L’Albereta opened in 1993 and has become an icon of the territory, synonymous with excellence, wellness, and exclusivity as well as, for years, a sanctuary of fine Italian cuisine thanks to the presence of chef Gualtiero Marchesi. In the past as well as now, what is L’Albereta’s predominant concept of hospitality?

It’s a concept of authentic hospitality, based on the knowledge that the meeting of individuals is a value capable of generating excellence. All of us, when we receive guests at home, give them the best of what we have and what we know how to do. We as Italians are particularly good at this. It’s something that’s been in our blood throughout history, something that we’ve inherited from the sophisticated civilisation that came before us. When we opened L’Albereta, in 1993, we had a very specific idea which my daughter, Carmen, now at the head of this sector, very skilfully knew how to actualise. We didn’t intend for it to be a hotel or a resort, and it’s still hard for us to call it that. We wanted it to be a home in which people would feel welcomed like special guests. A unique place with a strong identity, full of light and warmth and featuring harmonious design choices. Nothing standard. Everything tailor made, from the kitchen to the spa; from the rooms, each one decorated differently from the other, to the outdoor spaces with the vineyard and large garden characterised by a fitness path dotted with sculptures, ensuring that beauty is everywhere. This sense of hospitality gives us as hosts great pleasure. To this day it makes me happy when I go to L’Albereta and I see people peacefully enjoying their vacation, appreciating the view, the food, and the company of good wine. This region was born with the concept of celebratory and joyful wine. In fact, sparkling wine is the wine of joy. And today Franciacorta is just that: a region of happiness.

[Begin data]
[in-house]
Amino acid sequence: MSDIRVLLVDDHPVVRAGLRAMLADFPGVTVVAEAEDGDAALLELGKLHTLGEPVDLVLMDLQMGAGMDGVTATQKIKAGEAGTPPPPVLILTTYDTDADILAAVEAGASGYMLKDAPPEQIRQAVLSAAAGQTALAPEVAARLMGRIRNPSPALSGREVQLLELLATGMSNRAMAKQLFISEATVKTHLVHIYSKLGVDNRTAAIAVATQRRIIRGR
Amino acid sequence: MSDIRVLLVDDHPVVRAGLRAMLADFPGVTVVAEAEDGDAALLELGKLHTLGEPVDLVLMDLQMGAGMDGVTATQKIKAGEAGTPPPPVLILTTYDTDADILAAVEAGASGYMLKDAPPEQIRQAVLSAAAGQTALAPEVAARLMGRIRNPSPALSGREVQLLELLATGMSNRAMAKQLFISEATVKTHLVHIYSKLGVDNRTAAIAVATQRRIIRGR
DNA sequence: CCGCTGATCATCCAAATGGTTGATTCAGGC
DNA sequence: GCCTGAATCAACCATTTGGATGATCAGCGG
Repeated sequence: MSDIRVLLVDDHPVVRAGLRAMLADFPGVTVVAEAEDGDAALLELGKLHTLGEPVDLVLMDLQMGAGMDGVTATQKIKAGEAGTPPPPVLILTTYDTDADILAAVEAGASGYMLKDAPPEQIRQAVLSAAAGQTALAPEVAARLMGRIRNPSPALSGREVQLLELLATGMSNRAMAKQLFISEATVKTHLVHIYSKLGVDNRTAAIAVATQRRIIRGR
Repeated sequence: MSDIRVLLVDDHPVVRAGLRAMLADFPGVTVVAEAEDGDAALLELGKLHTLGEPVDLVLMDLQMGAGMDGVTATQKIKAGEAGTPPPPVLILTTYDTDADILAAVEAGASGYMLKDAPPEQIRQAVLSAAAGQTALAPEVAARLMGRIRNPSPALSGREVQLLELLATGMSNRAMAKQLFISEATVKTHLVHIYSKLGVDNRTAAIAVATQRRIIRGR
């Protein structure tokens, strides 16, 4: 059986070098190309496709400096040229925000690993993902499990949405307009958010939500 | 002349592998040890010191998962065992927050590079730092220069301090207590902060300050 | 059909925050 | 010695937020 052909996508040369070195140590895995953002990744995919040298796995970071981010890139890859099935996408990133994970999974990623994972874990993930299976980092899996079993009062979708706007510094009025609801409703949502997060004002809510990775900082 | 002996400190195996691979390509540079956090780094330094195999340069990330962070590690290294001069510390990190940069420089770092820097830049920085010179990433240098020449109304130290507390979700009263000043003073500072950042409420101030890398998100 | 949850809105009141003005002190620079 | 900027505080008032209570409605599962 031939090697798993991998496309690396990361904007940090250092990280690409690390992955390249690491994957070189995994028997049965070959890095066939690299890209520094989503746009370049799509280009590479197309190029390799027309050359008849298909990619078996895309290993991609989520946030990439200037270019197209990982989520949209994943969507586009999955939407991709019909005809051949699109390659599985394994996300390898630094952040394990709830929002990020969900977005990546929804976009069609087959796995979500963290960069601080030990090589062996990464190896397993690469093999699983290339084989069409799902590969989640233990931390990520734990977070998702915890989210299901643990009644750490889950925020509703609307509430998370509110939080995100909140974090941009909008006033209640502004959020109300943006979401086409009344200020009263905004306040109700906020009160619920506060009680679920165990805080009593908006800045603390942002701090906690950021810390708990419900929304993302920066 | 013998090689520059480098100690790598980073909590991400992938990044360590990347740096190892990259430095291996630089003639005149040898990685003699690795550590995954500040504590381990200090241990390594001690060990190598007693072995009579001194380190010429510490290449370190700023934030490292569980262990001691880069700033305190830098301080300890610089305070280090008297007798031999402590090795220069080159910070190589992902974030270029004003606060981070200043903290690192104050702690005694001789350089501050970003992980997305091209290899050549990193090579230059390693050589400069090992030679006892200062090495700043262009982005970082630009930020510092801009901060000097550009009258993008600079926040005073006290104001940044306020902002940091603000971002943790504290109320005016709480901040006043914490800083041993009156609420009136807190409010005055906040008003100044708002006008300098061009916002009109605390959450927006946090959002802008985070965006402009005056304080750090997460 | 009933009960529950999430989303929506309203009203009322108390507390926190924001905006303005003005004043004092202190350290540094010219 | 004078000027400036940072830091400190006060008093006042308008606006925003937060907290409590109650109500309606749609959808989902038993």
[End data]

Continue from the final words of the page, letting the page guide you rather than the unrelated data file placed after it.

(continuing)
The Moretti family’s deep and authentic connection to Franciacorta continues, today, to be fuelled by a new gesture of love and gratitude towards this region: the creation of a foundation whose objective is the promotion of the values which define the identity of Franciacorta, with headquarters in the splendidly restored spaces of the Convento della Ss. Annunciata on Mont’Orfano, in Rovato. How was this institution born and what are its plans for the future?

The foundation was born in response to a challenging moment for the Order of the Friars which had lived in this special area of Franciacorta, on Mont’Orfano, since 1450. We’ve always had a privileged relationship with this structure due to our friendship with Father Sebastiano who, in the 1980s allowed us to cultivate one of his vineyards, actually the most beautiful of his vineyards, located on the southern side of the mountain. A vineyard that has produced an extraordinary wine which can hold its own against great French whites. Last year the friars decided to close the convent and leave its management to someone else, because Father Sebastiano was very old and no longer able to care for himself (sadly he passed away recently) and also because there were no longer vocations and that large building had been designed for a larger community. In the name of this friendship and as a thank you to those who allowed us to cultivate this special vineyard, my wife Mariella and I decided to take over management of the structure for the next twenty years. We did it through a foundation so that our purely cultural intention would be clear. This structure will remain true to its origins and will welcome travellers with a concept of sincere, sustainable, and spiritually comforting hospitality. This place already has everything one needs to be at peace with oneself and with others: nature, architectural beauty, silence, and, finally, good wine which, with every sip, embodies this region’s history and culture.